Ali A, Reis J, Xia Y, Rashid A, Mercaldo V, Walters BJ, Brechun E, Borisenko V, Josselyn S, Karanicolas J, Woolley A. (2015) Optogenetic Inhibitor of the Transcription Factor CREB. Chemistry & Biology, 22: 1531-1539.

Walters BJ, Zovkic IB. (2015) Building up and knocking down: An emerging role for epigenetics and proteasomeal degradation in systems consolidation (Cover Article). Neurosci. 300: 39-52.

Zovkic IB & Walters BJ. (2015) H2A.Z helps genes remember their history so we can remember ours. Bioessays, 37: 596-601

-Subject of a perspective: Cheung P. You must remember this: How H2A.Z potentially links transcriptional memory to cognitive memory formation

Walters BJ, Lin W, Diao S, Brimble M, Iconaru L, Dearman J, Goktug A, Taosheng C, Zuo J (2014) High-throughput Screening Reveals Alsterpaullone, 2-Cyanoethyl as a Potent p27Kip1 Transcriptional Inhibitor. PLoS One, 9: e91173.

Walters BJ, Hallengren JJ, Theile CS, Ploegh HL, Wilson SM, Dobrunz LE. (2014) A catalytic independent function of the deubiquitinating enzyme USP14 regulates hippocampal short-term synaptic plasticity and vesicle number. J Physiol. 592: 571-586.

                       -Subject of a perspective: Miller RJ. (2014) How does ubiquitin regulate the synapse? Let me count the ways. J Physiol. 592: 555-556.

Marshall AG, Watson JA, Hallengren JJ, Walters BJ, Dobrunz LE, Francillon L, Wilson JA, Phillips SE, Wilson SM (2013) Genetic background alters the severity and onset of neuromuscular disease caused by the loss of ubiquitin-specific protease 14 (usp14). PLoS One, 8: e84042.

Jin Y, Chen, P, Watson J, Walters BJ., Phillips S, Green K, Schmidt R, Wilson J, Roberson E, Dobrunz LE, Wilson SM (2012) Usp14 deficiency increases tau phosphorylation without altering tau degradation or causing tau-dependent deficits. PLoS One. 7: e47884.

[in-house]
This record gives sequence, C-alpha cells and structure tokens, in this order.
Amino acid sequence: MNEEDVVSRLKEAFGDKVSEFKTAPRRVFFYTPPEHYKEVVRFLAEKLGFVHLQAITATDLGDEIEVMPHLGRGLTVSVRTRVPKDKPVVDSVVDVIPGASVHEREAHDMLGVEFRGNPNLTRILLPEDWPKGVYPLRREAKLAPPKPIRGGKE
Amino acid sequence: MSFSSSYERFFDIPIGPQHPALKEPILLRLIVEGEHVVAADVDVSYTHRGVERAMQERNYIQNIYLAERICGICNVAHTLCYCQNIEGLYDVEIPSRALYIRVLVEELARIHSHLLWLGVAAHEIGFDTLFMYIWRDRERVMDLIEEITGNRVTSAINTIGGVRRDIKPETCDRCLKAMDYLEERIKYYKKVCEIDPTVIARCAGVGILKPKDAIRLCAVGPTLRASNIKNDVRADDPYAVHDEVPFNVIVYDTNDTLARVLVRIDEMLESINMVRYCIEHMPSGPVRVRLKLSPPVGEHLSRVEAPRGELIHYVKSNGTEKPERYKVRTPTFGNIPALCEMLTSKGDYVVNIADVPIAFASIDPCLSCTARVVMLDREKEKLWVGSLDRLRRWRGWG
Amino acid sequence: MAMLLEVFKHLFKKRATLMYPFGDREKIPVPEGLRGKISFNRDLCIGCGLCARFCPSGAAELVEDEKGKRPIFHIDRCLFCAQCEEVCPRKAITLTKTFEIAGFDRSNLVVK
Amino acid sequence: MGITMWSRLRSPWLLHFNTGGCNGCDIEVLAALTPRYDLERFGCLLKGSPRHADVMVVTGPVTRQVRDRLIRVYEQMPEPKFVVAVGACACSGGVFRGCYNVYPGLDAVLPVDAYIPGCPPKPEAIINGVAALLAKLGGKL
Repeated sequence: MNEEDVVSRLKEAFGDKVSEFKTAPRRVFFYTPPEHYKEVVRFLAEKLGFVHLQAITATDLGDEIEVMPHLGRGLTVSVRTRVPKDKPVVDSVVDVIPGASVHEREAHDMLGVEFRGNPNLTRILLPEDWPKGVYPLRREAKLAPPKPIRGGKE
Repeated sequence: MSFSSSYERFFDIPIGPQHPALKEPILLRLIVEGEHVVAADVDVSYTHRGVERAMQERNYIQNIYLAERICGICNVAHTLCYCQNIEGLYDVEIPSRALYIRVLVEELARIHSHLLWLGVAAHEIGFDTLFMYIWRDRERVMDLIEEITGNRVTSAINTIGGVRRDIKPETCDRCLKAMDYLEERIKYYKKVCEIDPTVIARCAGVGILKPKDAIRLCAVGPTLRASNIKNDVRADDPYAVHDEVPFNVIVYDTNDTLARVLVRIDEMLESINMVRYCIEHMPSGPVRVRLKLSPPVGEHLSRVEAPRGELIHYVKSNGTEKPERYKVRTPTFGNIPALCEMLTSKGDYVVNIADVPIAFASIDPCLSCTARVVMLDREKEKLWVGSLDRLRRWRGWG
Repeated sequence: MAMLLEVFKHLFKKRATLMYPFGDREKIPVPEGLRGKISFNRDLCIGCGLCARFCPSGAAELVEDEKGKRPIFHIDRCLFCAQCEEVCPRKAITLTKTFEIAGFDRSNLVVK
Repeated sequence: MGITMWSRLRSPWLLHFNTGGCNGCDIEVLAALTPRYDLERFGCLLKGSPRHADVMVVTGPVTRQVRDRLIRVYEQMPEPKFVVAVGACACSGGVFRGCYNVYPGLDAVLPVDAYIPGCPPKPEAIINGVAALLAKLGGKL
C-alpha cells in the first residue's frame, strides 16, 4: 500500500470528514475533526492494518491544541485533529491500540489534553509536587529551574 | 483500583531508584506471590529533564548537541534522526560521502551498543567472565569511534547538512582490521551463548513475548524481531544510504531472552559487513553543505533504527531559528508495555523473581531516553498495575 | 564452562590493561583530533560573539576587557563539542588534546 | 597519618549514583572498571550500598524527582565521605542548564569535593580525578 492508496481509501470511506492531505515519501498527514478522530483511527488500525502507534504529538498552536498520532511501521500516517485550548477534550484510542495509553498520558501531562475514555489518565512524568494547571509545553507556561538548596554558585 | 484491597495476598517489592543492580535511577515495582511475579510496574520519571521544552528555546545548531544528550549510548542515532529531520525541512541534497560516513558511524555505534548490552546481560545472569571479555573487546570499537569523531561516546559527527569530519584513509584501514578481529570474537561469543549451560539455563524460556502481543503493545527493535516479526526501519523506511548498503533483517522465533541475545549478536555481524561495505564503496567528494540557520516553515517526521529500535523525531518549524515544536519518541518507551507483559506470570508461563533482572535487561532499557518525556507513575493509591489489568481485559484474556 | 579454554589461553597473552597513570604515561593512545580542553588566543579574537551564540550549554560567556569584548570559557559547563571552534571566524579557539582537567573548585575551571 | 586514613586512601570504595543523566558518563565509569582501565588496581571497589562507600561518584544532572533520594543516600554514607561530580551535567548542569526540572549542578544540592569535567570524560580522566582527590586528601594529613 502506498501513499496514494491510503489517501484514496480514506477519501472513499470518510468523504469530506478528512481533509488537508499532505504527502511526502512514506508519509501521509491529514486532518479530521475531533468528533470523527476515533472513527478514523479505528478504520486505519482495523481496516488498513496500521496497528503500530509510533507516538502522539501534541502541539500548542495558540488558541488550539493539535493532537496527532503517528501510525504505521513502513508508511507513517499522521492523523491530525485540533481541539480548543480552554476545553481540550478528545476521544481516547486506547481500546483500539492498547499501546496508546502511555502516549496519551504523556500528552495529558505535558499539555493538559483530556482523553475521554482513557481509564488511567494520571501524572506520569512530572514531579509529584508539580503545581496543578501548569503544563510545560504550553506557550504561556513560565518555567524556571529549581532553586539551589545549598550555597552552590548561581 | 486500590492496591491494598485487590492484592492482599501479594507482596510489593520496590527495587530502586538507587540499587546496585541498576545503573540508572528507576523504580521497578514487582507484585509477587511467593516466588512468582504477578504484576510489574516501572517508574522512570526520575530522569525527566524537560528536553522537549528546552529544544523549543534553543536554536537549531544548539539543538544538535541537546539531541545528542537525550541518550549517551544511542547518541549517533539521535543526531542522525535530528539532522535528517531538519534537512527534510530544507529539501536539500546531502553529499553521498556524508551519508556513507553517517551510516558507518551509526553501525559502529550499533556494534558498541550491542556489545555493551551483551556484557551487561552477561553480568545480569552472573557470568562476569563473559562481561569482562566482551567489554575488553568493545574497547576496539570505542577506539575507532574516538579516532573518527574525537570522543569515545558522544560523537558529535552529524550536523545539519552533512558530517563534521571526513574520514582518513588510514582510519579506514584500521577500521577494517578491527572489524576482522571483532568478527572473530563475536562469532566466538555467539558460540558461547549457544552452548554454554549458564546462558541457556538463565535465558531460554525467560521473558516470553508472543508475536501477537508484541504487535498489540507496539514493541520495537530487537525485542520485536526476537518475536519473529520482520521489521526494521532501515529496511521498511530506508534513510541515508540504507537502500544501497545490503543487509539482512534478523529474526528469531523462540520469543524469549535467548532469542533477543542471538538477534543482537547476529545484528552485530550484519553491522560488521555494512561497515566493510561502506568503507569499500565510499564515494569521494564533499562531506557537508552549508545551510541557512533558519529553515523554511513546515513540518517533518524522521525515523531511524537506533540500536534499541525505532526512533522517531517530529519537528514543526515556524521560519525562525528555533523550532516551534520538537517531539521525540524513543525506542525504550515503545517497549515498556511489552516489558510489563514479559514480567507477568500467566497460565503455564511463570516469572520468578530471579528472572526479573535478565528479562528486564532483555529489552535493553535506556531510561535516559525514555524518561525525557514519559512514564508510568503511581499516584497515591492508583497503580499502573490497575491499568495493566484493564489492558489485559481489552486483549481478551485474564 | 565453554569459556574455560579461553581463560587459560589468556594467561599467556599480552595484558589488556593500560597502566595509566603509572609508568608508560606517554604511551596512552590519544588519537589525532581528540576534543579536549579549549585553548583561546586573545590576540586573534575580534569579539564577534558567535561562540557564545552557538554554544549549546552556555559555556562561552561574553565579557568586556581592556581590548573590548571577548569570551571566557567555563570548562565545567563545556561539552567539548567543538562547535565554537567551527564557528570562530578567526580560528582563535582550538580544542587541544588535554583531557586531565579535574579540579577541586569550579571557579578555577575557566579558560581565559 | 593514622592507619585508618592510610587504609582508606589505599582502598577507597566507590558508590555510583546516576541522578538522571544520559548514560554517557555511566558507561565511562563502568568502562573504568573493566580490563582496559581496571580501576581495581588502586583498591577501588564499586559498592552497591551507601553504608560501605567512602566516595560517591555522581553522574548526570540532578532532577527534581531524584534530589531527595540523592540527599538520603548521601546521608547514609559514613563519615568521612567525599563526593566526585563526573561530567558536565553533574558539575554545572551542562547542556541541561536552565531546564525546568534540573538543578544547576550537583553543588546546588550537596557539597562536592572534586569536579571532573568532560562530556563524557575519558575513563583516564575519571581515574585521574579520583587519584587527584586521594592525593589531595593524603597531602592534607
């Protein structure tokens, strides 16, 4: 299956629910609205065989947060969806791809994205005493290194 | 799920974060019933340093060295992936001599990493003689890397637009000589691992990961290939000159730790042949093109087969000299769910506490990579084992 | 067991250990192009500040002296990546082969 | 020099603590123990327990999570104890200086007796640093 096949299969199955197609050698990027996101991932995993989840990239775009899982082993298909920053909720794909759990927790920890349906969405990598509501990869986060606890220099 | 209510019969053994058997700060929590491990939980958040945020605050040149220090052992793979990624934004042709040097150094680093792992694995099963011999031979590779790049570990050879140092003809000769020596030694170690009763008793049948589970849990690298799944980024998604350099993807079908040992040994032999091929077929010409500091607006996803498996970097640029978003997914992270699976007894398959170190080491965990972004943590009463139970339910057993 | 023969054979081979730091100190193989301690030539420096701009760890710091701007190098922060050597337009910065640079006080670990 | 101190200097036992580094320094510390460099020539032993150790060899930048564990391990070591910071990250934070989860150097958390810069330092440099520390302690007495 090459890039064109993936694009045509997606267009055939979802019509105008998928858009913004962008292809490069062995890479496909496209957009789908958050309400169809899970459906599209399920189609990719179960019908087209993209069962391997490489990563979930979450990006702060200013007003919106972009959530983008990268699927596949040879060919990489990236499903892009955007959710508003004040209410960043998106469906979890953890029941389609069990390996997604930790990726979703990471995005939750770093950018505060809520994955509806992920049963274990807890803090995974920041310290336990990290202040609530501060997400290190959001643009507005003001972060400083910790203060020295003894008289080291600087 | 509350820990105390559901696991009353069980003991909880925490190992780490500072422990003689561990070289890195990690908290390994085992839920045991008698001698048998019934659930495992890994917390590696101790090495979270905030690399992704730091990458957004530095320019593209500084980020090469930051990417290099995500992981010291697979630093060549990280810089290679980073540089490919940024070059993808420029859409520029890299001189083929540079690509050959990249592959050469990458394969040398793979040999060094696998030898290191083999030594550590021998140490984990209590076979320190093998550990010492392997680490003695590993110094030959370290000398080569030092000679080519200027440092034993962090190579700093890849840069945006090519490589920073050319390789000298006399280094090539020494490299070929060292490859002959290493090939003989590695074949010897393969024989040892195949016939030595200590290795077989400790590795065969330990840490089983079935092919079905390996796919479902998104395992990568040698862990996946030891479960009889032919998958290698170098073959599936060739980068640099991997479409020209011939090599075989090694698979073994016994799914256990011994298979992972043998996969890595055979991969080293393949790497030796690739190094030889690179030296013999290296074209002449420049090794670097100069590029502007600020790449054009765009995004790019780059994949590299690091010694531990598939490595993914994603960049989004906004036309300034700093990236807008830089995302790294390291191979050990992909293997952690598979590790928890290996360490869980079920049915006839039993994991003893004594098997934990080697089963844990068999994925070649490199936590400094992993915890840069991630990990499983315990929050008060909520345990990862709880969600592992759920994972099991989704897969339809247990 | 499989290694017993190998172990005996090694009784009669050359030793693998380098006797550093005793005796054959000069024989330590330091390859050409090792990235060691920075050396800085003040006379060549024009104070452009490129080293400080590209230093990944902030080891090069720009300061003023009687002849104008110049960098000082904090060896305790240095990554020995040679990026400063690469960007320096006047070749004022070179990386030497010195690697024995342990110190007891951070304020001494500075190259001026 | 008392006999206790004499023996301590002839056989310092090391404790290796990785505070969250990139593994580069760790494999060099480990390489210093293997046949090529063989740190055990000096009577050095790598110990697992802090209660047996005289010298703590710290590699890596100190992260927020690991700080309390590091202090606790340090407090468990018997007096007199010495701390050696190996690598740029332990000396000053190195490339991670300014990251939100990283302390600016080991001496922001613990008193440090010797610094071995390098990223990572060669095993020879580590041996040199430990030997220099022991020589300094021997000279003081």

Liu Z*, Walters BJ*, Owen T, Brimble M, Steigelman K, Zhang L, Mellado-Lagarde M, Valentine MB, Yu Y, Cox B, Zuo J (2012) Regulation of p27Kip1 by Sox2 Maintains Quiescence of Inner Pillar Cells in the Murine Auditory Sensory Epithelium. J Neurosci. 32: 10530-10540.
*These authors contributed equally.

Liu Z, Dearman JA, Cox BC, Walters BJ, Zhang L, Ayrault O, Zindy F, Gan L, Roussel MF, Zuo J (2012) Age-dependent in vivo conversion of mouse cochlear pillar and deiters' cells to immature hair cells by atoh1 ectopic expression. J Neurosci. 32: 6600-6610.

Chen PC, Qin CL, Li XM, Walters BJ, Wilson JA, Mei L, Wilson SM (2009). The proteasome-associated deubiquitinating enzyme Usp14 is essential for the maintenance of synaptic ubiquitin levels and the development of neuromuscular junctions. J Neurosci. 29: 10909-10119.
Walters BJ, Campbell SL, Chen PC, Taylor AP, Schroeder DG, Dobrunz LE, Artavanis-Tsakonas K, Ploegh HL, Wilson JA, Cox GA, Wilson SM (2008) Differential effects of Usp14 and Uch-L1 on the ubiquitin proteasome system and synaptic activity. Mol Cell Neurosci. 39: 539-548.


Book Chapters

Stefanelli G, Walters BJ, Narkaj K, Ramzan F, Tao C, Zovkic IB. (2018) Epigenetic regulation of memory.  Molecular-Genetic and Statistical Techniques for Behavioral and Neural Research, 345-382.  Edited by Gerlai R. 2018

Walters BJ, Zovkic IB. (2020) Transcriptional regulation in memory. The Mechanisms of Memory. Edited by Sweatt JD, Gavin C, Klann E. Invited chapter. (Publication Date: Oct 2020).

Zovkic IB, Walters BJ, Sweatt JD (2020) Epigenetic mechanisms in memory. The Mechanisms of Memory. Edited by Sweatt JD, Gavin C, Klann E. Invited chapter. (Publication Date: Oct 2020).



Role of epitranscriptomics in local translation at synapses and memory formation; Modeling diseases of the nervous system; Molecular mechanisms of memory formation and storage.
Neurobiology * Learning and memory * Fear conditioning * Synaptic Plasticity * Epitranscriptomics * RNA modifications * Local Translation * Rodents * Epigenetics


Postdoctoral Fellow: Developmental Neurobiology, St. Jude Children’s Research Hospital &Neuroscience and Mental Health, Hospital for Sick Children
Ph.D. (Neurobiology, University of Alabama at Birmingham)
M.S. (Forensic Science, University of Alabama Birmingham)
B.S. (Biology, Purdue University)